When Senator Orrin Hatch's spokesman, Dave Hansen, was asked about the senator retiring, he responded condescendingly. Mr. Hansen told the Atlantic that nothing had changed since the media outlet itself had published a "carbon copy" of the same claims from months before. According to either report, five sources in Utah said that Hatch told allies in private that he was planning to retire. But in saying so, he also added that Mitt Romney would be running to replace him.

Hatch's 2017 priorities

Mr. Hansen's response was to focus on the issues that Congress was currently facing, with passing "historic tax reform", confirming judges across the country and to continue to legislate for Utah by fighting through the gridlock.

Hatch was likely referring to the issues that have presented themselves in Congress. Many Republicans have felt that Congress wasted a lot of time with trying to repeal Obamacare, as they had failed to pass a repeal multiple times due many in the party who refused to vote.

Now with only two months left in the year, House Republicans have rushed to lay down the foundation to President Trump's tax reform by passing a $4 trillion budget. It will now be the responsibility of the Senate to do the same. Since Sen. Hatch is the chairman of the Finance Committee, he has said that in league with the budget that he planned on passing his tax plan by next month.

Retirement gets Bannon's attention

It's largely presumed that because Romney is "loved" in Utah that he would easily win for Hatch's seat.

Although, according to Politico, Breitbart's Steve Bannon plans to throw his support behind a candidate for the Utah primary against Romney. Bannon has made no secret of wanting to go up against Romney. The Atlantic said that a spokesman for Romney would not comment.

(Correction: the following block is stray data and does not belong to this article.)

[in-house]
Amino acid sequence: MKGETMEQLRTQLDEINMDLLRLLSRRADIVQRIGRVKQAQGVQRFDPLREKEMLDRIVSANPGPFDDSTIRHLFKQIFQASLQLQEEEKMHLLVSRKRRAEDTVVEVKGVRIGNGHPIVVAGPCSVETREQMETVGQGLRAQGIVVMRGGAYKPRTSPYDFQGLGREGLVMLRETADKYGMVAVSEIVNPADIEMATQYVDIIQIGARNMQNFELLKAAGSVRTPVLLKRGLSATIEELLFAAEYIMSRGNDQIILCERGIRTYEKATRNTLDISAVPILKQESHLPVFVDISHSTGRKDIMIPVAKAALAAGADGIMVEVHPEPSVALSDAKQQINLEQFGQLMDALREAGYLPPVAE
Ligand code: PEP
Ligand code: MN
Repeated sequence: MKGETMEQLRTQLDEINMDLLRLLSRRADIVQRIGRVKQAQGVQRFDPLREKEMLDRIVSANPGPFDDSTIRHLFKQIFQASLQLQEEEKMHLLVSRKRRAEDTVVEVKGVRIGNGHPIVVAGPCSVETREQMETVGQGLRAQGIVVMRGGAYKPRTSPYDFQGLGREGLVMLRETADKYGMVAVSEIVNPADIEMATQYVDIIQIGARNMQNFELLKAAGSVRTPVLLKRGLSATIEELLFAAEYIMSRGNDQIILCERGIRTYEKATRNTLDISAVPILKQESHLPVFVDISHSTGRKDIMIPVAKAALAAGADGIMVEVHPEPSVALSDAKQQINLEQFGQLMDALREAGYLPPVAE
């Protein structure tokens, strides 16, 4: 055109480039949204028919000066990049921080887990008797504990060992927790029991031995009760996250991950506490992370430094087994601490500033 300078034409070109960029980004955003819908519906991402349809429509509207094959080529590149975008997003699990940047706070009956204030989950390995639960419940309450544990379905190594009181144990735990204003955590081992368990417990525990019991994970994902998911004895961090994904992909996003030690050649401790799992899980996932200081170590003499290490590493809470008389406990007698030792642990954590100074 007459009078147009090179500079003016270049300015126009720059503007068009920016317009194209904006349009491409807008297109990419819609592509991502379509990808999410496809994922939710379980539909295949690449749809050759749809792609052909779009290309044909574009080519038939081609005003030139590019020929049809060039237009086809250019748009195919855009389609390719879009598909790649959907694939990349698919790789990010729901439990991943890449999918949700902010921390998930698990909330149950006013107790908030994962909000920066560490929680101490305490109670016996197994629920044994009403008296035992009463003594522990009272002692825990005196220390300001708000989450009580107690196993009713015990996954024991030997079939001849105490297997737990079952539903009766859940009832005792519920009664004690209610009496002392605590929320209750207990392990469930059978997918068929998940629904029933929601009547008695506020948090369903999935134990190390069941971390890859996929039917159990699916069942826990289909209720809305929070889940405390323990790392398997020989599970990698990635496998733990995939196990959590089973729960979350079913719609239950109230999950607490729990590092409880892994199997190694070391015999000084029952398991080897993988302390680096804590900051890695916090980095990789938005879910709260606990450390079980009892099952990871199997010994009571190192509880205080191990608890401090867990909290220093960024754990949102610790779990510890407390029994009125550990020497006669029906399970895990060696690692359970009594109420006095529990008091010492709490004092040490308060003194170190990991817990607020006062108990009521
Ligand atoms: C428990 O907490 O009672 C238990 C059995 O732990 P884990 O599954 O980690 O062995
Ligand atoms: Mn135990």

Sources claimed that the plans for Sen. Hatch to retire and for Romney to run have already been set in motion.

But they also spoke on the conditions of anonymity because nothing has been finalized yet. Those allied sources spoke on the condition of anonymity for obvious reasons but also because both men could still change their minds. Before August, Steve Bannon was President Trump's chief strategist at the White House where he was said to strategize political attacks against Trump's opponents in the Republican Party.

Steps to turn Congress into 'Trumpublicans'

After being fired by White House Chief of Staff John Kelly, Bannon was one of the few who returned to Breitbart News vowing to fight against the president's critics from the outside. One of the recent examples of this was with Bannon throwing his support behind Roy Moore in Alabama. Trump publicly put his support behind Luther Strange, who replaced Jeff Sessions' seat, which was said to have been influenced by Senate Majority Leader Mitch McConnell, who Bannon has also vowed to have replaced. Roy Moore would win the Alabama primary.

Hatch's retirement comes after Sen. Jeff Flake (R-AZ) announced on the Senate floor that he too would be leaving. Sen. Flake had already been attacking and was getting attacked by President Trump via Twitter and in rallies.

Flake is seen by Trump's supporters as an establishment Republican, and his retirement is largely seen as Trump "draining the swamp." As other Republicans either retire or even run for another term in 2018, Bannon is there to make sure he has candidates that are more like Trump, to replace them in primaries.